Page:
Could Ichiro be on way out in Seattle? (cont.)
If the Mariners have their way, several players will avoid further embarrassment by being shipped out of town. They're all supposedly on the block. But does anyone want them? Here's a look at the market for some Mariners veterans:
Ichiro, outfielder: "I don't know if ownership would let them trade him,'' one GM said. If they did, "big market teams might consider him." That $90-million contract is looking high now, though, that Ichiro's numbers have fallen so badly (.288 batting average from .351 last year). A draw anywhere, but still may be worth more to Seattle.
Felix Hernandez, pitcher: Could bring a King's ransom if he's actually offered around. If he is, it would upstage C.C. Sabathia's deadline availability.
Erik Bedard, pitcher: Back spasms are keeping him out now, and prickly attitude isn't helping either. His value was high when Seattle sent top outfield prospect Adam Jones, reliever George Sherrill and others to Baltimore for him, and while it's down some, he has the talent to still bring back a couple strong young players. But as one GM pointed out, "He has to get healthy first.''
Miguel Batista, pitcher: "Might have more value as a reliever or in the National League,'' one GM speculated. Still, an awful year means he wouldn't bring much back.
Adrian Beltre, third baseman: Contract's a bit high, but one GM said, "It wouldn't surprise me if they found a fit ... he's an unbelievable defender.''
Raul Ibanez, outfielder: Solid guy and solid hitter "would have value,'' according to a GM.
Kenji Johjima, catcher: The $25-million, three-year extension made little sense with top prospect Jeff Clement nearly ready to play. And it should make Johjima untradeable.
Richie Sexson, first baseman: Candidate for release. But many believe he'll wake up once he leaves his hometown team.
Carlos Silva, pitcher: There's just no relationship between his ability (limited) and price tag (sky-high, at $12 mil per). They're stuck.
Jose Vidro, DH: Yet another candidate for release.
Jarrod Washburn, pitcher: Pitching better lately, and if the Mariners would offset half that $9-million salary, they could possibly find a taker.
Around the Majors
One team in excellent position to trade for a starting pitcher should be the Brewers, who are stacked with prospects. Scouts have converged on their Double-A team at Huntsville, Ala., where several big-time prospects, including first baseman Matt LaPorta, catcher Salome Angel, third baseman Mat Gamel and shortstop Alcides Escobar, play. Kudos to scouting director Jack Zduriencik, whose picks also include Prince Fielder, Ryan Braun and many others who have made the Brewers a hot young contender.
All three AL East contenders (Red Sox, Rays, Yankees) and a half dozen others are among those believed to have shown interest in C.C. Sabathia, whose availability will depend on the injury-depleted Indians' ability to stay in the AL Central race.
I'm a little late to the party, but man, Ryan Ludwick (.606 slugging) is tearing it up for the Cardinals.
Marcus Thames is a great guy with decent power and shouldn't lost time to justify Gary Sheffield's contract.
Don't look now, but the Tigers are finally starting to play to their ability.
I hope Pirates pitcher Tom Gorzelanny (55 walks in 77 innings) doesn't get too close to Pirates broadcaster Steve Blass, who contracted the first known case of Steve Blass Disease.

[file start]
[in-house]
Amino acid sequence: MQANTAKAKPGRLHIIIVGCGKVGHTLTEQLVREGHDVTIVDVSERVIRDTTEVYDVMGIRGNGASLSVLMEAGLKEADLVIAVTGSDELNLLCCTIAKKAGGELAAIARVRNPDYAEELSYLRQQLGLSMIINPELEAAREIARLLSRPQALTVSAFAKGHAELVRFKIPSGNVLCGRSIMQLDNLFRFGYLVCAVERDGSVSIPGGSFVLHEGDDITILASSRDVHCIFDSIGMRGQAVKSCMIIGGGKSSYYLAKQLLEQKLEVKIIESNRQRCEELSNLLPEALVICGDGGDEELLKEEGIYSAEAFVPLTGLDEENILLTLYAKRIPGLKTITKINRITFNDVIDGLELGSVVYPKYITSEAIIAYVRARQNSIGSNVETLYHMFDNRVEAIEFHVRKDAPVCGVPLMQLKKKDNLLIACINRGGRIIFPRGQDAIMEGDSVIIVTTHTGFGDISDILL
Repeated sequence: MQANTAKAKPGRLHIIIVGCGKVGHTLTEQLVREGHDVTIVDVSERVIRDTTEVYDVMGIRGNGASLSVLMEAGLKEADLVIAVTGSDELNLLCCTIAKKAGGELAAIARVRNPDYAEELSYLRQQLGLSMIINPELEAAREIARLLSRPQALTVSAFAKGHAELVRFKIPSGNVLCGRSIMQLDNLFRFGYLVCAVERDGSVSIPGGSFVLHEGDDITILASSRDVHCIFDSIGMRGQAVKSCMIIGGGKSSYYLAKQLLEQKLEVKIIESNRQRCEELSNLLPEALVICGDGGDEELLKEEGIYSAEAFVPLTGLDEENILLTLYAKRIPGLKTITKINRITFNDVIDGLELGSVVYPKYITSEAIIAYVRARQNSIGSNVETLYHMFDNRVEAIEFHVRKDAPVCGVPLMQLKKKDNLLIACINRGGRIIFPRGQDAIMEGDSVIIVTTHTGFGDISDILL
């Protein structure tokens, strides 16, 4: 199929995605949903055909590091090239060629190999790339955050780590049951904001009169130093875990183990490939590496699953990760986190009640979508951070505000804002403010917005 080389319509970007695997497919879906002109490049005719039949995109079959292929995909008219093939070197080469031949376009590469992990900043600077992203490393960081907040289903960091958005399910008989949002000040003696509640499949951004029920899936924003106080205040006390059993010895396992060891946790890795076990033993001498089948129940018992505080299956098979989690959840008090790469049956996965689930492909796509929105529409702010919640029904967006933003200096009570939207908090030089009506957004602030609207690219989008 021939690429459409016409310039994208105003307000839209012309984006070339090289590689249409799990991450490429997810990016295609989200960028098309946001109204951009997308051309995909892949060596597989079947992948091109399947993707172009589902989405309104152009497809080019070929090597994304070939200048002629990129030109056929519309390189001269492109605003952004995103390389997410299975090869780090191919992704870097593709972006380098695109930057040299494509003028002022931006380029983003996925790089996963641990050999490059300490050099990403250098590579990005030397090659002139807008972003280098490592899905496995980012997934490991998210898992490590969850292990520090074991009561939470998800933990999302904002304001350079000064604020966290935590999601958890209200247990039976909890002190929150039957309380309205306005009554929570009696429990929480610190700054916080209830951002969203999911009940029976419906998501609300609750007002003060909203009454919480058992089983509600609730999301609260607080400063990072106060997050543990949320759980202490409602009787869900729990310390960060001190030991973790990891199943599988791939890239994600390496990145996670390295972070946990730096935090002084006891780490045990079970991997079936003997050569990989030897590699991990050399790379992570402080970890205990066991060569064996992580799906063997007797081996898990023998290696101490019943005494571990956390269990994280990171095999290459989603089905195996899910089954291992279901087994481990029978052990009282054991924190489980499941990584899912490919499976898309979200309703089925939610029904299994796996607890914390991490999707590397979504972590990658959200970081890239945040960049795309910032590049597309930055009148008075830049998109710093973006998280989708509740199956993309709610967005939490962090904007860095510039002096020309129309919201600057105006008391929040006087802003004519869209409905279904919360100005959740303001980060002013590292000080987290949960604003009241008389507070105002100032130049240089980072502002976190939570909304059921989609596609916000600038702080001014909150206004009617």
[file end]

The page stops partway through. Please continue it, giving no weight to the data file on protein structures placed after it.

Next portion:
The differences between Willie Randolph and his replacement, Jerry Manuel, already are obvious (though the team doesn't look any better so far). Whereas Randolph revealed little, Manuel says what's on his mind. Lately, it's been the struggling Mets offense. He is perturbed that so many Mets players have been swinging at balls out of the strike zone, and did something Randolph never would have done, which is mention the name of the coach in connection with the terrible offense. Manuel said, "We have to sit down with HoJo [Howard Johnson] and have a different plan of attack than we've had.'' The $140-million Mets are 20th in OPS. Manuel also earned an ejection in game No. 7, something that should please his Mets bosses, who wanted to see more emotion from Randolph.
One of the reasons pitching coach Rick Peterson went out with Randolph was the belief that Peterson wasn't connecting with top young pitcher Mike Pelfrey. Peterson wanted Pelfrey to use an "array'' of pitches. But other Mets officials believed Pelfrey should consider himself a power pitcher.
Despite the differences, Peterson's pitchers weren't bad statistically (which should particularly please him, as he's numbers oriented). Someone should pick Peterson up, and the team that needs him most is the Giants, who are still getting almost nothing out of Barry Zito for $126 million.
Even if the Mets continue to struggle, despite what outsiders may suspect, Mets GM Omar Minaya would be safe into next season. Owner Fred Wilpon recently gave Minaya a vote of confidence, and that's one such vote I believe.
Jeff Weaver and Julian Tavarez hit the free-agent market together Tuesday. Aren't the Rockies always the ones supposedly interested in Tavarez? Weaver isn't that far removed from World Series stardom, and it's hard to believe considering the pitching shortage, that he couldn't help someone.
I don't want to read another word about Carl Pavano until he actually gets on a mound. During Pavano's Yankees tenure, he's changed agents (three times) almost as many times as he's won (five victories).
Great MLB cause: Helping veterans
Major League Baseball is doing its part to support veterans by promoting Fred Wilpon's Welcome Back Veterans charity. MLB players will wear the Stars & Stripes cap and a "Welcome Back Veterans.org'' logo on the July 4 weekend and on Sept. 11 to bring awareness to the charity, which aims to raise $100 million and provide 100,000 job opportunities for veterans.